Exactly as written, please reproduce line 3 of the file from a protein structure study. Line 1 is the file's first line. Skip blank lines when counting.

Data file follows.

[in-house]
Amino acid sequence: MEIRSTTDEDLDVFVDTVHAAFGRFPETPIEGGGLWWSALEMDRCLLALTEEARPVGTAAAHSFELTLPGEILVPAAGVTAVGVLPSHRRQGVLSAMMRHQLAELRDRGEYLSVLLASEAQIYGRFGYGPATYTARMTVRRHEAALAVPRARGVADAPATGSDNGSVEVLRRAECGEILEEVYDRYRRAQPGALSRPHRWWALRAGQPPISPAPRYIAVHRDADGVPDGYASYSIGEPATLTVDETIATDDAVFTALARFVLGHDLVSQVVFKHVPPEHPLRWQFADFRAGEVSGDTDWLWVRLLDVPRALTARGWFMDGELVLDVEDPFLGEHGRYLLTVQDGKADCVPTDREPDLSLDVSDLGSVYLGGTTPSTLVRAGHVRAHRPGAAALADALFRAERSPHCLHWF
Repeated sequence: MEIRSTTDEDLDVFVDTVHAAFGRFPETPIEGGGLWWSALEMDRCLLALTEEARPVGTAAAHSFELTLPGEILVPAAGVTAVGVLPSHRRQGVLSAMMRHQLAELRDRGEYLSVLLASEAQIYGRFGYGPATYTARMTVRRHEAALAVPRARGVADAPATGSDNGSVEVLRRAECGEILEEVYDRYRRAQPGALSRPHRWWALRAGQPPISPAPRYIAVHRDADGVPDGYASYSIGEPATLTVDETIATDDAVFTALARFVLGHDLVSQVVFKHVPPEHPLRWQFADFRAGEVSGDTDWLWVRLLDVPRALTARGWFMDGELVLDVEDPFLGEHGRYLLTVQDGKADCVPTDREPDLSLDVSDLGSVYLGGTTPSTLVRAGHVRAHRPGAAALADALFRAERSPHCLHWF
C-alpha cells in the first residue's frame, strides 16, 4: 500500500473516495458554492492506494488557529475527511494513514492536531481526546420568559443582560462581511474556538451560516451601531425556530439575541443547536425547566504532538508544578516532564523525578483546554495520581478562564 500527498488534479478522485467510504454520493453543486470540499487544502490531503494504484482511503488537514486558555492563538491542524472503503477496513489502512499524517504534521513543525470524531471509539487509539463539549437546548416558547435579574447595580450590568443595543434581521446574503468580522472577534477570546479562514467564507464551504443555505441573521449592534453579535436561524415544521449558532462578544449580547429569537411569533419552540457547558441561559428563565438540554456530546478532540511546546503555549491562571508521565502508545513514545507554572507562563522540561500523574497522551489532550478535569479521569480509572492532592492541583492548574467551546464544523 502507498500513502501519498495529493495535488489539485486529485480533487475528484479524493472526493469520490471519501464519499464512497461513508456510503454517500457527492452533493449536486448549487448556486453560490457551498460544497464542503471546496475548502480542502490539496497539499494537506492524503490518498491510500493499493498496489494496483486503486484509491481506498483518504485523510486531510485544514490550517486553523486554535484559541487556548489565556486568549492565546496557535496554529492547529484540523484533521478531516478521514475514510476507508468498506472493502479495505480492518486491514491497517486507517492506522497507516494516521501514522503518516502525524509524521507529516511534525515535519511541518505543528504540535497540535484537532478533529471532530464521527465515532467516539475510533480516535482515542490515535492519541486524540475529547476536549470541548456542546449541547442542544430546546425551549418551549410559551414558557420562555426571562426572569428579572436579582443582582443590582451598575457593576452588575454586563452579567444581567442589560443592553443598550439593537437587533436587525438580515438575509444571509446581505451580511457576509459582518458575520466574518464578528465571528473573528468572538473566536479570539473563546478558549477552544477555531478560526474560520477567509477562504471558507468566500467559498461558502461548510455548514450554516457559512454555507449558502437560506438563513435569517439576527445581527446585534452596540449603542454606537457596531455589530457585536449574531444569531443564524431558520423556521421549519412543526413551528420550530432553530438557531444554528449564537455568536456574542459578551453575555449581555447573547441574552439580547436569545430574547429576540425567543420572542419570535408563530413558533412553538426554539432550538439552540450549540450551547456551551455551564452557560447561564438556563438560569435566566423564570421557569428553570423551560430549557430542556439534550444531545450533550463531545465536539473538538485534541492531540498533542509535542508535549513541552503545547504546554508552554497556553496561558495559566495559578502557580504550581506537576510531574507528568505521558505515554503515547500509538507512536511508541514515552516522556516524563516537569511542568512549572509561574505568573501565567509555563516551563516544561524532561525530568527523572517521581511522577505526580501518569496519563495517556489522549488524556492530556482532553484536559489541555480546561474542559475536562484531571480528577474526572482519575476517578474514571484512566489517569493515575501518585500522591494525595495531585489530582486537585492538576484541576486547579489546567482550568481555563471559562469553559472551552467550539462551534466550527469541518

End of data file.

Repeated sequence: MEIRSTTDEDLDVFVDTVHAAFGRFPETPIEGGGLWWSALEMDRCLLALTEEARPVGTAAAHSFELTLPGEILVPAAGVTAVGVLPSHRRQGVLSAMMRHQLAELRDRGEYLSVLLASEAQIYGRFGYGPATYTARMTVRRHEAALAVPRARGVADAPATGSDNGSVEVLRRAECGEILEEVYDRYRRAQPGALSRPHRWWALRAGQPPISPAPRYIAVHRDADGVPDGYASYSIGEPATLTVDETIATDDAVFTALARFVLGHDLVSQVVFKHVPPEHPLRWQFADFRAGEVSGDTDWLWVRLLDVPRALTARGWFMDGELVLDVEDPFLGEHGRYLLTVQDGKADCVPTDREPDLSLDVSDLGSVYLGGTTPSTLVRAGHVRAHRPGAAALADALFRAERSPHCLHWF